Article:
Professor Clare Heal was one of three finalists in the Australian Society for Medical Research Queensland Health and Medical Research (ASMR) Awards this month.
ASMR is the peak professional society representing Australian health and medical research, representing 20,000 medical researchers, involved in health and medical research through seventy-five affiliated professional societies, institutes and Medical Colleges.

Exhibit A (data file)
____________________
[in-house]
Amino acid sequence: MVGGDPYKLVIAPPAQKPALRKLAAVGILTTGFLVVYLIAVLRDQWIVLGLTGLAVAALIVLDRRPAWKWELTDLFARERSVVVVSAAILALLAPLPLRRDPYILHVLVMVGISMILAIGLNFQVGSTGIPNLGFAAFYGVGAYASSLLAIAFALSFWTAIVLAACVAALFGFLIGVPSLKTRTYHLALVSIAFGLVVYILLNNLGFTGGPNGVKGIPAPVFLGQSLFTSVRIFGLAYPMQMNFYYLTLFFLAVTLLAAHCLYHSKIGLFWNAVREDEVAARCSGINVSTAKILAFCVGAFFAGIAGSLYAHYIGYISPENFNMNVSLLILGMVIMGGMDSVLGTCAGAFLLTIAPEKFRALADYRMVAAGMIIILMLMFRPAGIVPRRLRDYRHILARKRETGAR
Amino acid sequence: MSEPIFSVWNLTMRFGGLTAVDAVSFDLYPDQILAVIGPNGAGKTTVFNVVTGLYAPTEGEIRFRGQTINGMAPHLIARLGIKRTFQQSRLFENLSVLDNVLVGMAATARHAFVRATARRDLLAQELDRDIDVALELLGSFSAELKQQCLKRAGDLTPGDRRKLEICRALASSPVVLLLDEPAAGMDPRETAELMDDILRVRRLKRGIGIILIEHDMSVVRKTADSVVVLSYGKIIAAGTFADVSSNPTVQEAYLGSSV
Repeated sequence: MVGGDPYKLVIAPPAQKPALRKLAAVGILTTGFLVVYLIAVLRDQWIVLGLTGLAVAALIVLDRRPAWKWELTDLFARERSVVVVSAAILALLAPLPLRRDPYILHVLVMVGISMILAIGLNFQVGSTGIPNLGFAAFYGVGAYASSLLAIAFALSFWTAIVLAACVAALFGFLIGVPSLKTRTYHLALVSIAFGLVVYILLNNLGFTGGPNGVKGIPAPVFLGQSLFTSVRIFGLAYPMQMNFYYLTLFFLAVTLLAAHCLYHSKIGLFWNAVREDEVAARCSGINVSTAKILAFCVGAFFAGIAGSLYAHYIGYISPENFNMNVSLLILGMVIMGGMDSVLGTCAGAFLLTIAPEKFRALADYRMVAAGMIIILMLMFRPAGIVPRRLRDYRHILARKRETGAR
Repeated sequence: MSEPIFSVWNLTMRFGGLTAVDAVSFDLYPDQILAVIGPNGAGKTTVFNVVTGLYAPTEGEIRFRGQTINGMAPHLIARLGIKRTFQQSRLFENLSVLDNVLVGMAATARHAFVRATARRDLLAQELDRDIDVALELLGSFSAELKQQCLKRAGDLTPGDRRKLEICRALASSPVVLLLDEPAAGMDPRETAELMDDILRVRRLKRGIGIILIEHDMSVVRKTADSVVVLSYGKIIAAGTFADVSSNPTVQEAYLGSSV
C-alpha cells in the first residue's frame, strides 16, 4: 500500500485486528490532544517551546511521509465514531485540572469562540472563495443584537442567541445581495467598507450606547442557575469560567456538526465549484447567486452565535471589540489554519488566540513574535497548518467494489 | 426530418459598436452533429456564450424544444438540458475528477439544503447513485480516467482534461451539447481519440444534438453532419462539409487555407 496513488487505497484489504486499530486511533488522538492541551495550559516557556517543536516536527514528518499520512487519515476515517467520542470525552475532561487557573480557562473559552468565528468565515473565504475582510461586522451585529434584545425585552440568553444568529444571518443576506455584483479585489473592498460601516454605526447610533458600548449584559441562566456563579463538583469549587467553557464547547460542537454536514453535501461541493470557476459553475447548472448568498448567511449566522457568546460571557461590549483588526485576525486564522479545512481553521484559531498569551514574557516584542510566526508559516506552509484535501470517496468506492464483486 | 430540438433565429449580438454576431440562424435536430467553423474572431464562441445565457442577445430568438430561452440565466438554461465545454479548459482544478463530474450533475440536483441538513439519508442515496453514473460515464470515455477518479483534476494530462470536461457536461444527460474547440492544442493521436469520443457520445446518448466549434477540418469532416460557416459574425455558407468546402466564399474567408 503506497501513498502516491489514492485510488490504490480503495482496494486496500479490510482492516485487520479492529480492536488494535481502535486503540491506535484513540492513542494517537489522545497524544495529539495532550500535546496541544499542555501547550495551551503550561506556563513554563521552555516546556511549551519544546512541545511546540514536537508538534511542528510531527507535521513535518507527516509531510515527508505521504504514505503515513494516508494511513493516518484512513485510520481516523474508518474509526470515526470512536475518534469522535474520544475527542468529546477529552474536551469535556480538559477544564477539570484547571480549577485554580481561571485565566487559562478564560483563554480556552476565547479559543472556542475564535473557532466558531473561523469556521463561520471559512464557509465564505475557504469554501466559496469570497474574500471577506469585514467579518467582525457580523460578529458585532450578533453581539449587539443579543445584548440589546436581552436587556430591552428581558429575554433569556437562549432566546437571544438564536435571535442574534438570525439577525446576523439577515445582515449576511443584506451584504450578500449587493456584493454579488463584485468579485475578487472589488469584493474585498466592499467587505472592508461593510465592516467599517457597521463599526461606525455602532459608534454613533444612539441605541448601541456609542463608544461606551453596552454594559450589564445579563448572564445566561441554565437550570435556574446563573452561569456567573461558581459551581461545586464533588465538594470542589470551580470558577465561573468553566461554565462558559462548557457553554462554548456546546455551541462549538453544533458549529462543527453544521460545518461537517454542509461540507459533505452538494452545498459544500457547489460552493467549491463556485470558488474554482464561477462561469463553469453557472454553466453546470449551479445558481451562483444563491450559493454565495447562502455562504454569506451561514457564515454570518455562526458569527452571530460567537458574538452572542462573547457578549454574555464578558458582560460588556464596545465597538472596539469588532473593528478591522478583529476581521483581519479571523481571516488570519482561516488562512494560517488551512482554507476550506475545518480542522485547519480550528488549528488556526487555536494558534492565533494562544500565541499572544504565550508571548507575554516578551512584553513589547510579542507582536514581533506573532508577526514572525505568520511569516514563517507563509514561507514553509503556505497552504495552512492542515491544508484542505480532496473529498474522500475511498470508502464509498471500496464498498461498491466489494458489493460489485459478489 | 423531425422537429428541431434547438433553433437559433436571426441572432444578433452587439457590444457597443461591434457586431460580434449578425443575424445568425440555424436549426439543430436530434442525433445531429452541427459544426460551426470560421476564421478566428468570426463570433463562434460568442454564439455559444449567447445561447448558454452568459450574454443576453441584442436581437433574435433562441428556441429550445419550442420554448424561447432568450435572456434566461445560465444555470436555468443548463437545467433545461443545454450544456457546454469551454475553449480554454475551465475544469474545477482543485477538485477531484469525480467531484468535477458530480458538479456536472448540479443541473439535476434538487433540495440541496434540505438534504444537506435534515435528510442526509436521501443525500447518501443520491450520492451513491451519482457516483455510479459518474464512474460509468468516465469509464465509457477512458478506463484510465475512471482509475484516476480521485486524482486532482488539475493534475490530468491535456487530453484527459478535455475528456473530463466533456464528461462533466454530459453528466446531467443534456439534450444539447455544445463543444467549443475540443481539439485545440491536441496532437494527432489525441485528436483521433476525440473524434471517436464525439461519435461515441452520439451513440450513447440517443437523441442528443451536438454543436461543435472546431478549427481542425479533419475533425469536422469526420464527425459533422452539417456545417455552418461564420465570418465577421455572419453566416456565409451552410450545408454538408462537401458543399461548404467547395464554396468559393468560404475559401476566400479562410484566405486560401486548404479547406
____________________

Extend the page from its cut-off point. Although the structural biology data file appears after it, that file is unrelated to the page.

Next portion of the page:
The accolades of the ASMR was received for a program of research which has been conducted for the past 10 years, and includes five RCTs which have been conducted in Mackay General Practices. The most recent of these was an RCT called the AVALANCHE trial: Alcoholic versus Aqueous Chlorhexidine for skin antisepsis, whereby antiseptics are applied to clean the skin prior to surgery to prevent wound infections. One common antiseptic is Chlorhexidine, which can be dissolved in water or alcohol. Alcohol-based solutions are more likely to irritate the skin and eyes, and remove markings drawn on the skin to guide the surgeon. Prof Clare Heal’s research at James Cook University found that non-alcoholic antiseptics can be used safely and effectively for minor surgical procedures. The published protocol can be found here: BMJ Journals